Imagine the scenario:An ambitious young reporter, having earned his stripes in just a few years at the Philadelphia Evening Bulletin, is called to New York to become, at 28, the nation's youngest daily financial editor. And not just at any daily, but at Horace Greeley's grand and august New York Herald Tribune.
Oh yes, it's late summer, 1929.
That was the real-life situation of Mr. Stabler, who would test his mettle trying to explain the stock market crash, the ensuing Depression and a financial world that many predicted would have no future.
One of his innovations: writing the first stock market column geared to a general readership. Another: "How to Read the Financial News," a book that became the classic primer for countless thousands of readers in making their first serious stop at the financial pages.
Mr. Stabler also teamed with Elliott V. Bell and other pioneers in 1938 to found the New York Financial Writers' Association "for the professional enhancement of their craft."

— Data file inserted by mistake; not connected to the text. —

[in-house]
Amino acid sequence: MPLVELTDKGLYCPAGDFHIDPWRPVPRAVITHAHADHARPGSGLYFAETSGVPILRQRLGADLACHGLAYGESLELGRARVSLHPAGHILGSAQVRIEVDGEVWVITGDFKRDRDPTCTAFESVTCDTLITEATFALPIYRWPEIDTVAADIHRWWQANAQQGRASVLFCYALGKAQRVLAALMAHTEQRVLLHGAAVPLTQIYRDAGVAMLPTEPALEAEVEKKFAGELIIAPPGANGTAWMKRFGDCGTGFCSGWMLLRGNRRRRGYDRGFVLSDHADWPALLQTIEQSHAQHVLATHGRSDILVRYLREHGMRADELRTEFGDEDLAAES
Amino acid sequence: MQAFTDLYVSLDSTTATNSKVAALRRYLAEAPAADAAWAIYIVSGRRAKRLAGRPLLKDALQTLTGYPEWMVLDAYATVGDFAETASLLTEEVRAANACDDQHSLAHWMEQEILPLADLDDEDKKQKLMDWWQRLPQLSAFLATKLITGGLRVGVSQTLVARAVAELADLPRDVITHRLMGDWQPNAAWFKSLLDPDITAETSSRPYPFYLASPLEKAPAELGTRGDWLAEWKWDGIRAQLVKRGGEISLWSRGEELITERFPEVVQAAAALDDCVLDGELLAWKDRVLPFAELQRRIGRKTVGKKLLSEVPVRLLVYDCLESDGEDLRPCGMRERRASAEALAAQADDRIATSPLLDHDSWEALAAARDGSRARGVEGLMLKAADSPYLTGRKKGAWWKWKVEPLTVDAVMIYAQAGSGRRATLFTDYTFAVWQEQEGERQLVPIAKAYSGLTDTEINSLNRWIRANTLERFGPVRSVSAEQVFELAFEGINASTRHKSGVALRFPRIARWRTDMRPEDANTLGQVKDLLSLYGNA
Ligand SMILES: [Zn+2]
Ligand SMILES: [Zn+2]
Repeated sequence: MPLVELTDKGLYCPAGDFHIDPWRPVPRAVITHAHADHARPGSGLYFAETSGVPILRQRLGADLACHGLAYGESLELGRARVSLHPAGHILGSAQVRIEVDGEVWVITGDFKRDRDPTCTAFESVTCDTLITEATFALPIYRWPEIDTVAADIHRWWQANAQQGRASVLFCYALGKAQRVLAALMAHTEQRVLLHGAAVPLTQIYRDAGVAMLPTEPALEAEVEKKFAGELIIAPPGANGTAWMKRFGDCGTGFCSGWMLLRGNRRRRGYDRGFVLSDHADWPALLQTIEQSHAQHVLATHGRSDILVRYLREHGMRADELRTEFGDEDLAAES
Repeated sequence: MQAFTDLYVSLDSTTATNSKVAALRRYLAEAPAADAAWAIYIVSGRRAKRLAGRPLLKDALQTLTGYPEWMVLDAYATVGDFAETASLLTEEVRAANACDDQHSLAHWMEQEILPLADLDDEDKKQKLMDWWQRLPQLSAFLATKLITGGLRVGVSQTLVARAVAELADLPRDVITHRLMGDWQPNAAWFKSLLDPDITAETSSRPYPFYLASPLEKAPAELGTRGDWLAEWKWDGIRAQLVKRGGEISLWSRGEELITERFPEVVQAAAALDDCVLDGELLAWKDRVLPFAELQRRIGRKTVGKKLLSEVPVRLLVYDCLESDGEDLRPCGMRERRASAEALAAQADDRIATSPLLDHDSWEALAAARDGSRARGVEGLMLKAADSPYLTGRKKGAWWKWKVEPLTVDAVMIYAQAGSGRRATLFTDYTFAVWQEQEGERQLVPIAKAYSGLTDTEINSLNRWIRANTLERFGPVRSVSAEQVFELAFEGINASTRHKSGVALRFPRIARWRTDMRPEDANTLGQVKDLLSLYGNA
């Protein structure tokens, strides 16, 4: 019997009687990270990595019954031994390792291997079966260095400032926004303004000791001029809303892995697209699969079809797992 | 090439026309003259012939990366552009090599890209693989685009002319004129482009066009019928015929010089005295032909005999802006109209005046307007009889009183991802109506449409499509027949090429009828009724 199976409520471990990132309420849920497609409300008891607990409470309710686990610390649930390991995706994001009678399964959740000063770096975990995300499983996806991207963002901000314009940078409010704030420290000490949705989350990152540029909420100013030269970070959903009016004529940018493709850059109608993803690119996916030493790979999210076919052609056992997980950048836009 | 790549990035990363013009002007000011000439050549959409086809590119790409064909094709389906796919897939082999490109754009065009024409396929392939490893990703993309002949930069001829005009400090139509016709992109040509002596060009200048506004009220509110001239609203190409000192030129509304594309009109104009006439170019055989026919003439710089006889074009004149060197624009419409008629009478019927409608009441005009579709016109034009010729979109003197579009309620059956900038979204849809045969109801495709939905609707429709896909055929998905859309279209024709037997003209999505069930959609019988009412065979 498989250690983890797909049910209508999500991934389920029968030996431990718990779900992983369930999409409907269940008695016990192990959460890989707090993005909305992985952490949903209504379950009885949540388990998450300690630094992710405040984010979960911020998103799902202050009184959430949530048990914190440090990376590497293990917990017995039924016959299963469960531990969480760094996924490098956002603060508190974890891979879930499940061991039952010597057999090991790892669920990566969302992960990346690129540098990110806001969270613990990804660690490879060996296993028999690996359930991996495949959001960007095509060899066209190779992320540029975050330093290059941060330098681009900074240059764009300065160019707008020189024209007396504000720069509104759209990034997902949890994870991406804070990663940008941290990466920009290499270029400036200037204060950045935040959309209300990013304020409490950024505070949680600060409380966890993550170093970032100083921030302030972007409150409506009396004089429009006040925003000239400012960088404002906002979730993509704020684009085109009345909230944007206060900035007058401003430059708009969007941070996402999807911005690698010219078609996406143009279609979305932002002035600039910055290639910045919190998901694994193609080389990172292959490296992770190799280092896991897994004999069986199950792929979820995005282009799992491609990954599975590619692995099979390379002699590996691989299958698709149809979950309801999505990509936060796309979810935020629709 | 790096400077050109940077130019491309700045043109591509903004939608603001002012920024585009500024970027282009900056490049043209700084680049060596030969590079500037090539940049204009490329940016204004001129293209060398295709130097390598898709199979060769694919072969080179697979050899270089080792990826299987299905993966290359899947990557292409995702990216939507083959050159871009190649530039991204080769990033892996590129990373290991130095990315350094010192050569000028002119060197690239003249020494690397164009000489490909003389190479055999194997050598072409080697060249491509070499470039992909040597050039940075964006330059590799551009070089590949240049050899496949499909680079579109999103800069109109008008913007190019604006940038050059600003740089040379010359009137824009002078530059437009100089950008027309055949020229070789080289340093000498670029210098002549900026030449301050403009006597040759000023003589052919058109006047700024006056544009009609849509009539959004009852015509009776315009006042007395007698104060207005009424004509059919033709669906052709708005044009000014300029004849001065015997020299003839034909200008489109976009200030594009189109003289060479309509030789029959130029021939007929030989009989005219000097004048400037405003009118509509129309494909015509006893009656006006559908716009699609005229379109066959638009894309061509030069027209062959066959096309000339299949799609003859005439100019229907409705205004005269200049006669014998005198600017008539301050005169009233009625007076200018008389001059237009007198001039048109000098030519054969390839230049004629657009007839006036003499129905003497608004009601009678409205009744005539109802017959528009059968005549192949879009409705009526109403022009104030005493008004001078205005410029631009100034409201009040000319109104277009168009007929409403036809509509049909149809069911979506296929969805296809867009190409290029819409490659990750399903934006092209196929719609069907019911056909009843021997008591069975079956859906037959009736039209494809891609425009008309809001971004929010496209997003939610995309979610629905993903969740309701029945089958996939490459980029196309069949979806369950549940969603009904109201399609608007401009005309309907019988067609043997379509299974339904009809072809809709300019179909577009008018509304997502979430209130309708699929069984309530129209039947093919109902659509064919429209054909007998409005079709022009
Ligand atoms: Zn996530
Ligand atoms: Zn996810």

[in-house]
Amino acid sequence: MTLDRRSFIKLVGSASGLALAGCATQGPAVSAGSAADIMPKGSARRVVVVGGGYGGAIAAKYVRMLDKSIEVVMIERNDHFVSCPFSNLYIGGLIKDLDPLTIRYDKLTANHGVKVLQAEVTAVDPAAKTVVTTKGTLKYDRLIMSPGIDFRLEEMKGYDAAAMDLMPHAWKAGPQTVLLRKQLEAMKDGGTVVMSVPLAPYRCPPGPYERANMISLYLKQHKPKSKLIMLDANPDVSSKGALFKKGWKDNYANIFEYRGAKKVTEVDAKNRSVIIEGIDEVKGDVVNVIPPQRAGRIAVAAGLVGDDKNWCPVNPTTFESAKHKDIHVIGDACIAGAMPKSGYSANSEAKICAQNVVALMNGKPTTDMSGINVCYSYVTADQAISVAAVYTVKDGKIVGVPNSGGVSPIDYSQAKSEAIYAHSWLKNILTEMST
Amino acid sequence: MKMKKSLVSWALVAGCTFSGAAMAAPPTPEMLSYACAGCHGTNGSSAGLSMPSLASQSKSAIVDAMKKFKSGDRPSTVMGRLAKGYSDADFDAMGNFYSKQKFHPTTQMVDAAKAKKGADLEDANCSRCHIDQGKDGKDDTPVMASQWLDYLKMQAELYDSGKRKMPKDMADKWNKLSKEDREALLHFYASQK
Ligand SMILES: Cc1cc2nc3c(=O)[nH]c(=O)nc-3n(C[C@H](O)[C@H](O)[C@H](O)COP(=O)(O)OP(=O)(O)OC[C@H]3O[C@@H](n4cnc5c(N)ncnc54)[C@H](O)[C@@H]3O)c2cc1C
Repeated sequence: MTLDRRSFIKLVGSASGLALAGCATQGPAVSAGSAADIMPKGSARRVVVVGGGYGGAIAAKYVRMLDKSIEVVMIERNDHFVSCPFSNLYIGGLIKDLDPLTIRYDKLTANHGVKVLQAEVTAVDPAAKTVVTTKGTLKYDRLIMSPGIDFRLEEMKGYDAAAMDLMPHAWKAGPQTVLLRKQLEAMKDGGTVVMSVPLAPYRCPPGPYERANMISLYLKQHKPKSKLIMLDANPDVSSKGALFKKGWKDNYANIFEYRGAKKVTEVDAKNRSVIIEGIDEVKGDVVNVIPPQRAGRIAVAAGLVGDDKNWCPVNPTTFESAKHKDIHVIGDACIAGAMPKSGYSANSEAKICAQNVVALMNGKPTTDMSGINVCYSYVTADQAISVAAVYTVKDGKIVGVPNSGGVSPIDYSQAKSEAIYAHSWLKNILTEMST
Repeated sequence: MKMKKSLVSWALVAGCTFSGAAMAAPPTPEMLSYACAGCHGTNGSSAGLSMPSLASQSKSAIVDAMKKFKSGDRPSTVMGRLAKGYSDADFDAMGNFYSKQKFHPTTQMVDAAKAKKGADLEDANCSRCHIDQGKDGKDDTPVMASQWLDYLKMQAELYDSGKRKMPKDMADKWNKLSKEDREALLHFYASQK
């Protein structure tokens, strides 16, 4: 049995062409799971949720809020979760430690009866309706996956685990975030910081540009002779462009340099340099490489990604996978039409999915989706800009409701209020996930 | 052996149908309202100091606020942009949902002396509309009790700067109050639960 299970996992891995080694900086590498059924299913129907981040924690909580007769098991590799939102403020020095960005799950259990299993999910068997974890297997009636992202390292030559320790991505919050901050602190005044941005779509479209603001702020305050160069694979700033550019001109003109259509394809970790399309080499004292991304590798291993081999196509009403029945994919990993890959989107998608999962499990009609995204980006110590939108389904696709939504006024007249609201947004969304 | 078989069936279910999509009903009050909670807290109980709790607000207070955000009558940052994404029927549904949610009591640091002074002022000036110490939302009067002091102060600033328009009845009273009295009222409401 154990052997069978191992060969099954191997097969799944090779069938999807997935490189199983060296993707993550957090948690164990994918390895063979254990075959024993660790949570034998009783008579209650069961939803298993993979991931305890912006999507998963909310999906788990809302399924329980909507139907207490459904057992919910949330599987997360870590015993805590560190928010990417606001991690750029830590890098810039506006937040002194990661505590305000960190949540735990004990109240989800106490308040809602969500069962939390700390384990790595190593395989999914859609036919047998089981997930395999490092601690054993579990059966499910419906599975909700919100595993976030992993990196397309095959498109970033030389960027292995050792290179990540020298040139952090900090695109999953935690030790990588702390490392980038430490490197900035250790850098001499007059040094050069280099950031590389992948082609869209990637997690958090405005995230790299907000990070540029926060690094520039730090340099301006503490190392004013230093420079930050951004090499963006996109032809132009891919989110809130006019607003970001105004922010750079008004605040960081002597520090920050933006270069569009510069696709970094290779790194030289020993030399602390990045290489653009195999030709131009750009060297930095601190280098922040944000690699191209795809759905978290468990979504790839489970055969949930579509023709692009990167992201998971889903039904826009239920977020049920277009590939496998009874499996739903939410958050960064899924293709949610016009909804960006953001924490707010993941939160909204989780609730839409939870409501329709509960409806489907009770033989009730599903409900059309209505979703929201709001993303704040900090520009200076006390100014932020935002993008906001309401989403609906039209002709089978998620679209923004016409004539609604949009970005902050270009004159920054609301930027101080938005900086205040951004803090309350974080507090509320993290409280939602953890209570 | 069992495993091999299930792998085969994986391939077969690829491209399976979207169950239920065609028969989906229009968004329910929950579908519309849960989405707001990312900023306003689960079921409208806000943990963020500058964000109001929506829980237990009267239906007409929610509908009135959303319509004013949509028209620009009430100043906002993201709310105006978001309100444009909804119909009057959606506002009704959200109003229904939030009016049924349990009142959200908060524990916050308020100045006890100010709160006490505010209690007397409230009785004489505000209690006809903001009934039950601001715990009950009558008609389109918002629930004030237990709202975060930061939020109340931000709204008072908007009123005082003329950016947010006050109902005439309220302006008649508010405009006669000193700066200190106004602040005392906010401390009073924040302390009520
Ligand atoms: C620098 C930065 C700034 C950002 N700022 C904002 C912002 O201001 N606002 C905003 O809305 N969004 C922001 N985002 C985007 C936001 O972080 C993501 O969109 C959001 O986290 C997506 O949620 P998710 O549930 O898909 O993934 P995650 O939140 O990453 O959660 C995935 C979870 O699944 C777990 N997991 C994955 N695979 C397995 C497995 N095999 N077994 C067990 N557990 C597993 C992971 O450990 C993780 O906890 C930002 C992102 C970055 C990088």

Mr. Stabler would remain financial editor at the Herald Tribune for 30 years, through recovery and post-war boom. He left in 1960, shortly before the paper folded. He wrote for the Associated Press, the New York Journal of Commerce, and Weekly Bond Buyer before retiring in the 1970s. He died in 1982.
In 1988, he was chosen as one of the first five "giants of business and financial journalism" inducted into the Financial Journalism Hall of Fame, on the 50th anniversary of the NYFWA.